Previously, I outlined how adopting a solution-focused mindset and using some of the techniques associated with Solution-Focused Brief Therapy (SFBT) can be a powerful approach to incorporate into your work as a coach. This blog highlights the importance of being mindful of nature of change itself.
When dealing with change, Solution-Focused work is a stickler for the first step. Solution-focused work argues that change occurs through a series of small, manageable steps and these small changes have the potential to lead to big changes. Notice how the miracle question asks about the immediate future, not the distant. Notice also how Solution-Focused work concentrates on finding exceptions. It presupposes that the seeds of change may already be present.
Solution-focused work relies on the basic assumption that clients must want to change. But change is hard. Hard to acknowledge. Hard to maintain. How many new year’s resolutions have you kept? How many diets you tried that you stuck at? Is there more to learn?
Motivational Interviewing & Solutions
Motivational Interviewing (MI) is a counselling approach developed by William R Miller and Stephen Rollnick which began in the 1980s, in order to help people with substance abuse disorders, particularly problem drinkers. In their experience with this client group in particular, William Miller and Stephen Rollnick discovered that whilst working in a solution-focused way had some merit, despite the best of intentions, it did not necessarily lead to sustained action and sometimes, quite frankly, it did not work at all.
This led to the idea that, perhaps the reason for this lay in reconceptualising the nature of change itself. Motivational Interviewing (MI) is similar to solution-focused work in that in order for change to happen there is a requirement to focus on goals that are small, important to the client and orientated in the future. Crucially though, MI Is also different to other techniques in that it does not necessarily assume a person wants to embrace or start the process of change.
MI incorporates the idea that every single patient may be in differing stages of readiness levels and therefore anyone in a helping capacity may need to act accordingly to the levels and current needs.
In a very solution-focused way of approaching the subject of change, William Miller and Stephen Rollnick studied thousands of people and looked at what they were doing in order to make transformational changes in their lives. Looking for some type of pattern.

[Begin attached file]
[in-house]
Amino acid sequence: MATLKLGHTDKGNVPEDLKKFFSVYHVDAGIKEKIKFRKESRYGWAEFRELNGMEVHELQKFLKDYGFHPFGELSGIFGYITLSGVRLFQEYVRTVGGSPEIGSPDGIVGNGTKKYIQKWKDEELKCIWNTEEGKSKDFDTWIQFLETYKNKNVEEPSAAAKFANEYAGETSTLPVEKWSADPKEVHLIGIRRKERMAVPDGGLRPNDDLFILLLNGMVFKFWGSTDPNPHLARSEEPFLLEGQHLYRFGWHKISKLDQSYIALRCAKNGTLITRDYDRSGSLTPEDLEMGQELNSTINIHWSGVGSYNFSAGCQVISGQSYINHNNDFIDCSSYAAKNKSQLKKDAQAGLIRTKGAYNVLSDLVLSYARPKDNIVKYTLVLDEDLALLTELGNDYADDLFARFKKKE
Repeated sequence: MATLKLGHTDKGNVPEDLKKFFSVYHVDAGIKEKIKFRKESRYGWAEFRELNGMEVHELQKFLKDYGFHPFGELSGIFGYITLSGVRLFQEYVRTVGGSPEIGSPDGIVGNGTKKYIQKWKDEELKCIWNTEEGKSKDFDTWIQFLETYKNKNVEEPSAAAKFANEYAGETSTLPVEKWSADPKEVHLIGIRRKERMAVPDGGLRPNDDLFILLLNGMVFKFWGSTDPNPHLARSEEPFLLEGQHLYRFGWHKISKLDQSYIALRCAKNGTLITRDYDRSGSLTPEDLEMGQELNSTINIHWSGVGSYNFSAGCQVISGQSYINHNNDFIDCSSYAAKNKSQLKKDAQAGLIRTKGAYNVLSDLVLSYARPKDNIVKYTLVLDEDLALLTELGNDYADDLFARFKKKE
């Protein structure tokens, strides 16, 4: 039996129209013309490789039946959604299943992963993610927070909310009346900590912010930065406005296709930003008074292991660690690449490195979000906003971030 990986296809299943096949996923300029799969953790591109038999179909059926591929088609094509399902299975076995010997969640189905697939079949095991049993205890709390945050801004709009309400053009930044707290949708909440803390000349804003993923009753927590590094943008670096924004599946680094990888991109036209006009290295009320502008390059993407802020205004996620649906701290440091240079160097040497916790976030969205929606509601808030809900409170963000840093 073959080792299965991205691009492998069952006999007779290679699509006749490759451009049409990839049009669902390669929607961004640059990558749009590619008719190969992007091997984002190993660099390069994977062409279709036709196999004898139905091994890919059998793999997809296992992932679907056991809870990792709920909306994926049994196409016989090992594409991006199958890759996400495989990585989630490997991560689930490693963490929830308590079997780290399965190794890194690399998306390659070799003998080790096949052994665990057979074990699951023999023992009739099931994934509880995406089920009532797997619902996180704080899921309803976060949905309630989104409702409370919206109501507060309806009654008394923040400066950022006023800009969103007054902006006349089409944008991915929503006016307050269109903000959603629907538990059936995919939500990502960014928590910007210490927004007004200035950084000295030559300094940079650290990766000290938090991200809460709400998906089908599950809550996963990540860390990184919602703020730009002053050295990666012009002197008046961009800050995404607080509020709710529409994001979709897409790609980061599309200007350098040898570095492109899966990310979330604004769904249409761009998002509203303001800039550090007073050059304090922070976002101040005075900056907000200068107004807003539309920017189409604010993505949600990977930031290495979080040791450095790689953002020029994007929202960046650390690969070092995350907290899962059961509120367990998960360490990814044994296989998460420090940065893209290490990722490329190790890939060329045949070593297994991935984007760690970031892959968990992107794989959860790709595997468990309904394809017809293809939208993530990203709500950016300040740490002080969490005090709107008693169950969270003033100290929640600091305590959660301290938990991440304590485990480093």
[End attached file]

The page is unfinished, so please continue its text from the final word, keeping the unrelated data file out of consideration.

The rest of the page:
The Stages of Change Model
One of the aspects of MI which is most well-known is the Transtheoretical Model or the Stages of Change Model, credited to James Prochaska and Carlo DiClemente. This has become one of the most researched and scientifically validated models used to help explain change. The model asserts that change has a number of distinct phases we each go through just before or when we experience change.
Precontemplation: Where there is no intention of changing behaviour. The person may be unaware that a problem exists.
Contemplation: The person becomes more aware that there is a problem, but has made no commitment to change. A substantial amount of time can be spent on this stage because many people may not find themselves ready to commit to making a change. They remain in this stage, perhaps feeling stuck as they go back and forth between measuring the bests and costs of behavioural change.
Preparation: The person is intent on taking action to correct the problem and begins to mobilise themselves
Action: The person actively begins to change their behaviour.
Maintenance: Sustained change occurs. New behaviour replaces old ones over time.
Relapse: The person falls back into old patterns of behaviour. Relapses can and do occur at any stage. The person then needs to reengage and loop back into this change process once more.
Crucially, James Prochaska and Carlo DiClemente argue that clients will not progress through these stages in a linear way. Individuals will move back and forth through the stages. This can include periods of rapid and effective change, followed by almost inevitable relapses. Take a look at the following video which reiterates the different stages of change people go through by going through using a real-world example, in this case wanting to exercise more.
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Does this resonate with changes that you may have tried to introduce in your life? Be aware of the difficulties / barriers that can occur when moving through the stages. Sometimes it can take a while to move from one stage to another. At each stage, how the potential for relapse creeps in. In all aspects of change, people begin at their own starting point. This will be different for each person.
Change is hard. It often involves some regression and relapse. This is true in life. It is true too in the coaching context. The Stages of Change Model can be helpful in understanding difficulties you may encounter when helping a client to change. When this happens, take a moment to consider where your client might be in their stages of change. Would it be helpful to share this with your client? Can they themselves identify where they are on the change curve? It may, in turn, help you to determine how best you can further support your client and what else is needed to keep them resourcefully moving forward.
Perhaps you might be contemplating a change too?
Are you also ready for something different? If so, where are you in this change process? Perhaps some coaching might support you too? Why not, take your first step towards making that change and get in touch here.